And now for something completely different – albums of the year 2011

While I don’t plan to turn this site into Grantland, I am a pop culture addict. TV, movies, music and books fill the time between hockey games. So here is my list of the Top 10 albums of 2011. Not quite as as good a year as 2010, but there were still some gems.

10. Time Machine – Rush. It seems like Rush puts out a live album every other year, but this one is exceptional. It’s a single concert (Cleveland on April 15, 2011) and features a performance of Moving Pictures in its entirety. Here’s a favorite from Signals:


9. People and Things – Jack’s Mannequin. Not as strong as his first two records, Andrew McMahon aka Jack’s Mannequin’s latest is still top-notch piano pop.

8. Ceremonials – Florence + The Machine . On the other hand, Florence + the Machine’s second album managed to top their fantastic freshman effort, Lungs. Amazing voice, amazing music.

7. Bon Iver – Bon Iver – This one took a while to grow on me, as I had to wade through all the hype. Multiple listens have put this record in my Top 10.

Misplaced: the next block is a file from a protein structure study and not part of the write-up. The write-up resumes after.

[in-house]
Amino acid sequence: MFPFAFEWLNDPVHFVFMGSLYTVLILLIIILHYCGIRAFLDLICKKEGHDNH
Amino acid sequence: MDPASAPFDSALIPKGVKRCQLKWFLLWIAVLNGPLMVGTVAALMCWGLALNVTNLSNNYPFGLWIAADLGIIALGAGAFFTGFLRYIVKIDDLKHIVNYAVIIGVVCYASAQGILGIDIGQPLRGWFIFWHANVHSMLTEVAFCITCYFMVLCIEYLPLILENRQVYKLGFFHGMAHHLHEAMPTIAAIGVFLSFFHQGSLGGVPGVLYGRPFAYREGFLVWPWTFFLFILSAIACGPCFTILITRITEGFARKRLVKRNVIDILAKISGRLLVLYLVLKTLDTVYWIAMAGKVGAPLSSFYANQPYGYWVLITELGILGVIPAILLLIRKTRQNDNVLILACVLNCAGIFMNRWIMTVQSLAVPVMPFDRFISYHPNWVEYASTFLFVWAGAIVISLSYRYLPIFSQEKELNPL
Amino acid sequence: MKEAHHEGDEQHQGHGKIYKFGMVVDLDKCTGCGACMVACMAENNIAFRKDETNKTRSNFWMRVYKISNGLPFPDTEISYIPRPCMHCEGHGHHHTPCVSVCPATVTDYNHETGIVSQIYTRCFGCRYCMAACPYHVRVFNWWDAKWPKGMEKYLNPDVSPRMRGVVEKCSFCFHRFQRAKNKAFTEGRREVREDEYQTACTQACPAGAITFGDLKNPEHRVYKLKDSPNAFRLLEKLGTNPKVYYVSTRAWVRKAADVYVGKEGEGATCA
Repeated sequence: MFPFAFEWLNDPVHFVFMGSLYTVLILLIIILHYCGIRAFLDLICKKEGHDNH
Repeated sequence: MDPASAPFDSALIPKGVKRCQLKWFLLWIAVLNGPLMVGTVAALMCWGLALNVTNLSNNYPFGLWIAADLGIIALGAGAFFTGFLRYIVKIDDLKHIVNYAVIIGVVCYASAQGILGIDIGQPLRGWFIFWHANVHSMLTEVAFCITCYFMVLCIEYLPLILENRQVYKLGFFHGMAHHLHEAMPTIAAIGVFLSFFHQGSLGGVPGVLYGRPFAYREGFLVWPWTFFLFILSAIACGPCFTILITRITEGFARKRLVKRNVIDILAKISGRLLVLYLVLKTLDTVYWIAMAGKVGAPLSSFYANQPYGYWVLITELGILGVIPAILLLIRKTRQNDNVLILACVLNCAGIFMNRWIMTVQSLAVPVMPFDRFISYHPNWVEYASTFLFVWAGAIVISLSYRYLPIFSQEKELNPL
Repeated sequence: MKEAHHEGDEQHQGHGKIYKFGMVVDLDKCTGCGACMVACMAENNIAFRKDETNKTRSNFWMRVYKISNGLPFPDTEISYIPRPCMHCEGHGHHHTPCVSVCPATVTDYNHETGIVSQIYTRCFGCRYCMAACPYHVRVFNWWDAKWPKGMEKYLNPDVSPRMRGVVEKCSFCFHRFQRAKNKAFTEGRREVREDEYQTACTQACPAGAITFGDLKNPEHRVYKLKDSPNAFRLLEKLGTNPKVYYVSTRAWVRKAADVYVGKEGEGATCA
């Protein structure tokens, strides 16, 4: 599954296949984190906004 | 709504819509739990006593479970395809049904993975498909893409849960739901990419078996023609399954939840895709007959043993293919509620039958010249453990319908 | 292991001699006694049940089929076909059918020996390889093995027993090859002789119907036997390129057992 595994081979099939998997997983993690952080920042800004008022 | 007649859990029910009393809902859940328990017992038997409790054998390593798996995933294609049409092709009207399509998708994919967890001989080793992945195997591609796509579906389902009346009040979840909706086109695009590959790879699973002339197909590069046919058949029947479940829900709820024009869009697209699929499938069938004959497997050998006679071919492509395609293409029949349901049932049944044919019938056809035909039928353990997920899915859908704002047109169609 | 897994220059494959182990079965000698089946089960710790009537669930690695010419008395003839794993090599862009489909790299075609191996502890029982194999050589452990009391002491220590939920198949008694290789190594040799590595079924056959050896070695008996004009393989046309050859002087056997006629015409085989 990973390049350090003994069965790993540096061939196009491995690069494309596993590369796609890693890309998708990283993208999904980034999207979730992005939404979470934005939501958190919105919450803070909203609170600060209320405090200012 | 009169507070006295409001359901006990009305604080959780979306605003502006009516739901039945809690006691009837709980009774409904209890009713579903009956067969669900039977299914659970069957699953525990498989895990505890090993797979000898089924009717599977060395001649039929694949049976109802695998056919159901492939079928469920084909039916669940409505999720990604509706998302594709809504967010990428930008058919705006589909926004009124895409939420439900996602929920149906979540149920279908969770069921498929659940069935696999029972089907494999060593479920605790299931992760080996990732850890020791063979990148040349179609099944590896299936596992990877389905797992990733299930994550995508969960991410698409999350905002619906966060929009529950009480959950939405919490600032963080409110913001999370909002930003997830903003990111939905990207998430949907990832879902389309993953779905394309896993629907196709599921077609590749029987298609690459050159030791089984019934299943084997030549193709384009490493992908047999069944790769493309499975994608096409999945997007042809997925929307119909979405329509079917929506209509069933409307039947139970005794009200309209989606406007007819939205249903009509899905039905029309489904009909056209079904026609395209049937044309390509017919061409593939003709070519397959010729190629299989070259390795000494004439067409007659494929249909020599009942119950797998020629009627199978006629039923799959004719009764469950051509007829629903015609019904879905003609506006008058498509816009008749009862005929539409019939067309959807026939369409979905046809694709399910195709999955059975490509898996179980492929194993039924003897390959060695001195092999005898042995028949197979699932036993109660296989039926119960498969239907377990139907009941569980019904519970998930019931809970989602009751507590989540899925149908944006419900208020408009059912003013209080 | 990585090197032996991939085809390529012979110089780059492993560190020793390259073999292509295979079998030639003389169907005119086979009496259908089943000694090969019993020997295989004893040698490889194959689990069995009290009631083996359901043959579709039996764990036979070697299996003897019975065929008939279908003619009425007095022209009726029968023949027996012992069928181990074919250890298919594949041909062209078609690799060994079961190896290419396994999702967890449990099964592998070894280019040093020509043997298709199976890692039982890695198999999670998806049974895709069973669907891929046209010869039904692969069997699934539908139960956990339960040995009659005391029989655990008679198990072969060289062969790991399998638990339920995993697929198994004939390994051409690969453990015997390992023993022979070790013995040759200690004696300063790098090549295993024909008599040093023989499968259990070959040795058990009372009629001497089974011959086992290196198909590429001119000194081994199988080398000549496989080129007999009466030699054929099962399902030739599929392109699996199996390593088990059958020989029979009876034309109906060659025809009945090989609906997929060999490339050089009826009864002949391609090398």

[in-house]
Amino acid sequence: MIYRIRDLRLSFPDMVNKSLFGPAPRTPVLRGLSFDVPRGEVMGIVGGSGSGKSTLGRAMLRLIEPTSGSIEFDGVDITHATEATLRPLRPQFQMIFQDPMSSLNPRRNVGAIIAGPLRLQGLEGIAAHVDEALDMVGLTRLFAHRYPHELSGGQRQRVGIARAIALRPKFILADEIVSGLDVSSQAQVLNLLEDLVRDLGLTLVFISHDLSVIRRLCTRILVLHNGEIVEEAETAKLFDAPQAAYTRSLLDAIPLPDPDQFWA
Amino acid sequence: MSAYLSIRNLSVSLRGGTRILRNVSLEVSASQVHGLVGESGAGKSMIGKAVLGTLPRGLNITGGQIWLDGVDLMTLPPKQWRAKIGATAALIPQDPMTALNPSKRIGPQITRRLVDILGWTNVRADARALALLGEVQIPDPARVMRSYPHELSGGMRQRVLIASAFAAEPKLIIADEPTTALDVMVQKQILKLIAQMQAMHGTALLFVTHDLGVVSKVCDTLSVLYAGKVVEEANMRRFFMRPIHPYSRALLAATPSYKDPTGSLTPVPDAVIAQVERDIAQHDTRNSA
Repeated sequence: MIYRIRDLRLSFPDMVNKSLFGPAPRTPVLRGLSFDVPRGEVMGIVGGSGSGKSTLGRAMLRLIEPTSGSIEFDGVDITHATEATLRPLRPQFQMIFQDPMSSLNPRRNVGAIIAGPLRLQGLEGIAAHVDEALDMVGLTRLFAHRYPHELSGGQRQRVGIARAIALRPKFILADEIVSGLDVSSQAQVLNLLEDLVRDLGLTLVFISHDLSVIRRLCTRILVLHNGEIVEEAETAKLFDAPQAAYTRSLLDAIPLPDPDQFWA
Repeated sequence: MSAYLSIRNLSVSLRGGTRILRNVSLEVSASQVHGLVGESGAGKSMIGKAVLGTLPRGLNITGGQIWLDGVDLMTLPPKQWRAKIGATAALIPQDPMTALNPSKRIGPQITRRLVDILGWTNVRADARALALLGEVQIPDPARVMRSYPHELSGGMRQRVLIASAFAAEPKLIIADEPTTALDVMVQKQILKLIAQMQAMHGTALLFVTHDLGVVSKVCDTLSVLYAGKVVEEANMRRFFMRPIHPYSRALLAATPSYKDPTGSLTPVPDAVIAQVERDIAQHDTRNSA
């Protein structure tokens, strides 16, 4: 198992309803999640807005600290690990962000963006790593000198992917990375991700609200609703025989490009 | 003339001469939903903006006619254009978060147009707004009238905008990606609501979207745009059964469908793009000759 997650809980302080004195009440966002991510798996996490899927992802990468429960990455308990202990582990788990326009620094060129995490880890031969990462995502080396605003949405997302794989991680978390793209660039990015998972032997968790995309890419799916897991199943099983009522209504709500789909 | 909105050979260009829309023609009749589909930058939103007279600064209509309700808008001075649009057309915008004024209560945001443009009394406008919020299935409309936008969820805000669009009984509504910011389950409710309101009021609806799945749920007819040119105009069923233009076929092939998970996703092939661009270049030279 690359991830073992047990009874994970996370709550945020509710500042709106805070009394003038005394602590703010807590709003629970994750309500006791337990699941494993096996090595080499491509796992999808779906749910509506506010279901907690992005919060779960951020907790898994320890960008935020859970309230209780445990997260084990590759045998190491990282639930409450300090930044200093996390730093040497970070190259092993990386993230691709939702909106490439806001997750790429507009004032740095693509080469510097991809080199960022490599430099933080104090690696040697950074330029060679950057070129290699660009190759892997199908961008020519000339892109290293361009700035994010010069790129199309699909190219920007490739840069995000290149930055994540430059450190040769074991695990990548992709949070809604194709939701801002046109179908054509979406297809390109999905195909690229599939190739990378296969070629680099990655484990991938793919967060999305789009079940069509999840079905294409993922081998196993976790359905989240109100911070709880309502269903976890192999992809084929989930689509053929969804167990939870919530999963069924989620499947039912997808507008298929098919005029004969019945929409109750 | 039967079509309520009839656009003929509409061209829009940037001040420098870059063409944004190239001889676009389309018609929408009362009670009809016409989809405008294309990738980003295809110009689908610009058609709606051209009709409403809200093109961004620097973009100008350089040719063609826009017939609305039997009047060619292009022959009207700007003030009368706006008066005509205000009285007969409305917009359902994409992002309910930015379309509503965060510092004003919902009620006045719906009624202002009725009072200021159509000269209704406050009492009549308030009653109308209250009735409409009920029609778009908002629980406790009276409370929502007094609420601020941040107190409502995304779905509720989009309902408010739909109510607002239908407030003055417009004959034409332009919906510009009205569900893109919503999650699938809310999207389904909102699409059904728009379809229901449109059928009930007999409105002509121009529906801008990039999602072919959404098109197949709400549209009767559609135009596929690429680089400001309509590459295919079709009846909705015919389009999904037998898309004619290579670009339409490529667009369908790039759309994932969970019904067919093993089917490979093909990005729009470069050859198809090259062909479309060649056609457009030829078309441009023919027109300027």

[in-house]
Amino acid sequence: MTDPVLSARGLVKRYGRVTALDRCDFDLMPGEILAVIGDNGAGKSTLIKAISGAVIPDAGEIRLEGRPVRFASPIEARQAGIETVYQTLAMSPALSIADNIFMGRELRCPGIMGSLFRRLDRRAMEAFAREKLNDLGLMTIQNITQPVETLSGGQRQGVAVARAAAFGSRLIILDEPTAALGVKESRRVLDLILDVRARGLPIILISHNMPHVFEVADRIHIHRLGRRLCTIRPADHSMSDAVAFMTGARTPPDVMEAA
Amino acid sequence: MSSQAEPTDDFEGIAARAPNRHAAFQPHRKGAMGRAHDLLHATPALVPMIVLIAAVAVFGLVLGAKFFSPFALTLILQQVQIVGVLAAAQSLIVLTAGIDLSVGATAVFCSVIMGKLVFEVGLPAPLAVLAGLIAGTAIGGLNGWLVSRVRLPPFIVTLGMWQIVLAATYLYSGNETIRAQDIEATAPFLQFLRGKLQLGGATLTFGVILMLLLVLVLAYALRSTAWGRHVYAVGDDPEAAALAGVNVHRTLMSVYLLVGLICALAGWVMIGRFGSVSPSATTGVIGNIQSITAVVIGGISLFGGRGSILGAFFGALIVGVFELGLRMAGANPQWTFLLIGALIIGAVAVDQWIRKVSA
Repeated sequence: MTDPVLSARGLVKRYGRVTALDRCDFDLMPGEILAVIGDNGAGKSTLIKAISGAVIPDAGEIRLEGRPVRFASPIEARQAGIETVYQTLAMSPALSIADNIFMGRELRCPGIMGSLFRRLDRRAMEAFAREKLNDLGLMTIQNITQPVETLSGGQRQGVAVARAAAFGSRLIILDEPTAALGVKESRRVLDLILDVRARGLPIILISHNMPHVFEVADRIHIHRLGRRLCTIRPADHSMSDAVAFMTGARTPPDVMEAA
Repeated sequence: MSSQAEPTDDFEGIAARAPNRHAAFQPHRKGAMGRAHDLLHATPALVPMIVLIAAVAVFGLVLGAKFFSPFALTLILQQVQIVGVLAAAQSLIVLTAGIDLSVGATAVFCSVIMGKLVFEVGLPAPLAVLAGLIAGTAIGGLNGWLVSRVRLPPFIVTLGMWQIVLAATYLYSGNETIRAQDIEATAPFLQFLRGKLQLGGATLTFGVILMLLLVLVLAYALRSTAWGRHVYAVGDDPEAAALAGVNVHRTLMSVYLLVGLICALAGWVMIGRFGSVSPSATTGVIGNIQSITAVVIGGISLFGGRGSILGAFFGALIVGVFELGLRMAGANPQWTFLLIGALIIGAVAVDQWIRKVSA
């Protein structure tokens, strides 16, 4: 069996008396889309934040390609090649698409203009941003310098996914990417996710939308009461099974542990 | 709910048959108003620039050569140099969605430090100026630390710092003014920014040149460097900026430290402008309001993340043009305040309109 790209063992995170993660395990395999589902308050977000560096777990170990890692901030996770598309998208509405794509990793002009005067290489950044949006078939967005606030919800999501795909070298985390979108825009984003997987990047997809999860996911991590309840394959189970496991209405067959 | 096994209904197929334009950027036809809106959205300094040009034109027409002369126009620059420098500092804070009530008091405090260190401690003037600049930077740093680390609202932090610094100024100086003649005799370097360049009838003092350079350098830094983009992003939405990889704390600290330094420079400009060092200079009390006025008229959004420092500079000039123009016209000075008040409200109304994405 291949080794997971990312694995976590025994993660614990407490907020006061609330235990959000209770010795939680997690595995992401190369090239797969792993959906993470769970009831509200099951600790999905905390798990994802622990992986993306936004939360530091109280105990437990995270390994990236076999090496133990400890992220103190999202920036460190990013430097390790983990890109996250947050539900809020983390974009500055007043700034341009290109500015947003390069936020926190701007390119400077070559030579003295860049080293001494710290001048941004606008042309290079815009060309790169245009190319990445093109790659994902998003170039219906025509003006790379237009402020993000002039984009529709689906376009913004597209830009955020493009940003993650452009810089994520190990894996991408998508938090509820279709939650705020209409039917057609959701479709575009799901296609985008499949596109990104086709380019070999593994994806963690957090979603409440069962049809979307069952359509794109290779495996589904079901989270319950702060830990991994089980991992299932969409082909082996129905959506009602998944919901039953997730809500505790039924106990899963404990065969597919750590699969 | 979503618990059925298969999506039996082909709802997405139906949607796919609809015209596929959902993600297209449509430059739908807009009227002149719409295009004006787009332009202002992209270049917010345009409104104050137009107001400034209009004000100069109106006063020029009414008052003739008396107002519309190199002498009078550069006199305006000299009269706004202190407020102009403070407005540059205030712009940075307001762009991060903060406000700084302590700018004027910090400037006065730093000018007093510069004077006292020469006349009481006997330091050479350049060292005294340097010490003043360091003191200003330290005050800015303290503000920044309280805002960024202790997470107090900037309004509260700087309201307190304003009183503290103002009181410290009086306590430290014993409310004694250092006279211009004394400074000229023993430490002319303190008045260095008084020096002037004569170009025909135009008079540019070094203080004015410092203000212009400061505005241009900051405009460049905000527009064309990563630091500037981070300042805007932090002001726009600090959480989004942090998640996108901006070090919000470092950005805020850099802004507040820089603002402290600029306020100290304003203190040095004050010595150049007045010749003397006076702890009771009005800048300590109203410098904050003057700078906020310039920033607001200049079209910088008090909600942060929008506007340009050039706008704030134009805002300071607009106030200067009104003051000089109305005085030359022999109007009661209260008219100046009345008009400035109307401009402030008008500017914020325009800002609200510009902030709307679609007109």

6. The King is Dead – The Decemberists. Yes, this sounds like a classic R.E.M. album. And that’s a good thing. A return to strong songs after 2009’s rock-opera The Hazards of Love makes for a better record.

5. A Walk Through Time – Jamestown Story. This is kind of a greatest hits: re-recordings of songs off their early independent albums. Jamestown Story is a an under-appreciated folk/indie band from Duluth, Minn.

4. Lifelines – Andrea Corr. After the disappointing solo effort Ten Feet High, the magnificent lead singer from the Corrs went the cover song route and the results were astounding. Her cover of the Blue Nile’s “Tinseltown in the Rain” is the song I listened to the most this year.

3. 50 Words For Snow – Kate Bush. The Queen is back with her best record since 1989’s The Sensual Word. Both minimalist and lush at the same time, many songs have a jazz feel (Rochester’s Steve Gadd appears on drums). Her amazing voice and songwriting have not diminished in her more than 40 years of making music.

2. England Keep My Bones – Frank Turner. Turner is an English folk/punk singer in the mold of Billy Bragg. A ballsy and sincere masterpiece.

1. 21 – Adele. What else? This album’s on everyone’s Top 10 list and deservedly so. In this day and age, it’s rare to have an album popular with so many demographics, but these songs can’t be denied. And I’m not sick of “Rolling in the Deep” yet.